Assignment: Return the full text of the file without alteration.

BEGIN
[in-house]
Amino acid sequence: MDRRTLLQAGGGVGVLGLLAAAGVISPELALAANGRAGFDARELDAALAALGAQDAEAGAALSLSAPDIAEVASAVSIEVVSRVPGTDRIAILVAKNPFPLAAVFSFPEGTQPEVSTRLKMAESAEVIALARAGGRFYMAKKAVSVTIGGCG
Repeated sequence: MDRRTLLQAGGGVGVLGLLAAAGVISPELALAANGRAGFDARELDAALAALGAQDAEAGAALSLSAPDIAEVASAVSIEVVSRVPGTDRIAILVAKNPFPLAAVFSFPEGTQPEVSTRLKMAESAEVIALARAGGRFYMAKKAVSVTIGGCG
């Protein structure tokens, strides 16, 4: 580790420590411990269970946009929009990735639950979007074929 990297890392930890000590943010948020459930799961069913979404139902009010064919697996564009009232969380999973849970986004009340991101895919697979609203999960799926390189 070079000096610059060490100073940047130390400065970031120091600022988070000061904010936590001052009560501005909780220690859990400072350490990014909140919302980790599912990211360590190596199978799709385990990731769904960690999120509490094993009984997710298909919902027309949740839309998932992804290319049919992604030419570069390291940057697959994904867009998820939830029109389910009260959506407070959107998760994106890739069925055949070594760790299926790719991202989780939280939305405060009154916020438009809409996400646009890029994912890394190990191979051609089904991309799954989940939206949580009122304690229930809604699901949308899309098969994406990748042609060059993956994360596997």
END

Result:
[in-house]
Amino acid sequence: MDRRTLLQAGGGVGVLGLLAAAGVISPELALAANGRAGFDARELDAALAALGAQDAEAGAALSLSAPDIAEVASAVSIEVVSRVPGTDRIAILVAKNPFPLAAVFSFPEGTQPEVSTRLKMAESAEVIALARAGGRFYMAKKAVSVTIGGCG
Repeated sequence: MDRRTLLQAGGGVGVLGLLAAAGVISPELALAANGRAGFDARELDAALAALGAQDAEAGAALSLSAPDIAEVASAVSIEVVSRVPGTDRIAILVAKNPFPLAAVFSFPEGTQPEVSTRLKMAESAEVIALARAGGRFYMAKKAVSVTIGGCG
């Protein structure tokens, strides 16, 4: 580790420590411990269970946009929009990735639950979007074929 990297890392930890000590943010948020459930799961069913979404139902009010064919697996564009009232969380999973849970986004009340991101895919697979609203999960799926390189 070079000096610059060490100073940047130390400065970031120091600022988070000061904010936590001052009560501005909780220690859990400072350490990014909140919302980790599912990211360590190596199978799709385990990731769904960690999120509490094993009984997710298909919902027309949740839309998932992804290319049919992604030419570069390291940057697959994904867009998820939830029109389910009260959506407070959107998760994106890739069925055949070594760790299926790719991202989780939280939305405060009154916020438009809409996400646009890029994912890394190990191979051609089904991309799954989940939206949580009122304690229930809604699901949308899309098969994406990748042609060059993956994360596997």